APPLICATION OF A METHOD FOR EVALUATING ALTERNATIVE OIL AND GAS LEASING SYSTEMS
A substantial portion of oil and natural gas in the United States lies under portions of the Outer Continental Shelf owned and managed by the federal government. Under the 1978 Outer Continental Shelf Lands Act ammendments, the Department of Interior was required to use new bidding systems on between 20 and 60 percent of all tracts leased in a given sale. The proposed systems would utilize a variety of bidding variables in addition to the traditional bonus, including the royalty rate and a profit share. Fixed payments could include higher royalties, sliding-scale royalties, fixed profit shares, and bonuses. The following study develops and applies a method for determining how bidders will react to some of the new systems. This evaluation assumes that the new systems succeed in generating a higher number of bids per tract offered. A game-theoretic bidding model with multiplicative strategies can be used to generate the relative bid levels achieved by the new systems relative to those of existing bonus systems with the assumption of more bidders per tract. For some types of probability distributions representing resource-value uncertainty, their parameters can be estimated with maximum likelihood methods using bid data from previous OCS sales. The projected bid levels and resource uncertainty parameters then become inputs into a reservoir model which generates estimates of total government revenue, costs per barrel, and the number of tracts actually reaching production under each system studied. The number of wells, tax parameters, well costs, prices, and other parameters relevant to the year in which the sale took place also become inputs to the reservoir model. The main conclusion of this study is that there is no need to exclude the use of any of the alternative systems studied in oil and gas lease sales. For most sales, they provided more total revenue to the public than the current bonus system would have at comparable levels of competition without reducing the number of tracts reaching production.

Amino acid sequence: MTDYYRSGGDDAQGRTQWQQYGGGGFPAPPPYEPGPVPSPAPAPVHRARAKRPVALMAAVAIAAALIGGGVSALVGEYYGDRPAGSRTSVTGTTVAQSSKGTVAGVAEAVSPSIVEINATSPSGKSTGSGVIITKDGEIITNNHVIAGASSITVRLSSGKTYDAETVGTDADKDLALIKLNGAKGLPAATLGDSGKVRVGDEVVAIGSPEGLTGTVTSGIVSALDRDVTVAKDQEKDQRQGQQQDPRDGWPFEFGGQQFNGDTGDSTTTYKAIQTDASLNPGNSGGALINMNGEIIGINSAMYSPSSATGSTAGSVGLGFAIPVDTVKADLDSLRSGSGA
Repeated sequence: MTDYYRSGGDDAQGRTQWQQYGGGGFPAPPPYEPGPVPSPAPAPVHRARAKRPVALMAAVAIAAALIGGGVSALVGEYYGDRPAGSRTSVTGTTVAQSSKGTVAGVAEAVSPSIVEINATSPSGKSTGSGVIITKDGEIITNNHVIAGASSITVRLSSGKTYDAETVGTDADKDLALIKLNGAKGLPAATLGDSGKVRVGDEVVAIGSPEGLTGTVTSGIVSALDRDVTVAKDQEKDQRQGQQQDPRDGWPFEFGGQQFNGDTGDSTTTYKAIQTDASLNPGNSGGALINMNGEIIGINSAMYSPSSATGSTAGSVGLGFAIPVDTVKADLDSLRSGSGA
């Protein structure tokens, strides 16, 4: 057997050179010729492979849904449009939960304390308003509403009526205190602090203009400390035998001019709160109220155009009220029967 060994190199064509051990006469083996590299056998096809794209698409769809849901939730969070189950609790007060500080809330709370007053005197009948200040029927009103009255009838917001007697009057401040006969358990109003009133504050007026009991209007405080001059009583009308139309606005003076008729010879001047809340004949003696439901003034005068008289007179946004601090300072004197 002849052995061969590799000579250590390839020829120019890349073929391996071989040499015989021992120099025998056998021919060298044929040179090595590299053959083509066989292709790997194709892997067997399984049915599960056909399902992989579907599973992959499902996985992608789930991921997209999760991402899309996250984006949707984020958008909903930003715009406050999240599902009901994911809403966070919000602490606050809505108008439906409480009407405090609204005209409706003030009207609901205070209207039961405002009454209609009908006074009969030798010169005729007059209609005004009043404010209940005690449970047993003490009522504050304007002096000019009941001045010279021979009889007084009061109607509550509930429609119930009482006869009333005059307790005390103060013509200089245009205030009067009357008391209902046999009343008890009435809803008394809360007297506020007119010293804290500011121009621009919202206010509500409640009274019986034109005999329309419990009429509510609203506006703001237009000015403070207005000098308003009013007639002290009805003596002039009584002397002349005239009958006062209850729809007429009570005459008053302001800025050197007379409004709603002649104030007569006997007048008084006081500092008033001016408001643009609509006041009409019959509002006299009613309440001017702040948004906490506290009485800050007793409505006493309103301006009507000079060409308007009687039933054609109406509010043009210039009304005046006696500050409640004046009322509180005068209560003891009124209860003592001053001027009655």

|Year of publication:||
|Authors:||KRETZ, ALLAN LAWRENCE|
|Type of publication:||Other|
ETD Collection for Purdue University
Saved in favorites
Similar items by subject
Find similar items by using search terms and synonyms from our Thesaurus for Economics (STW).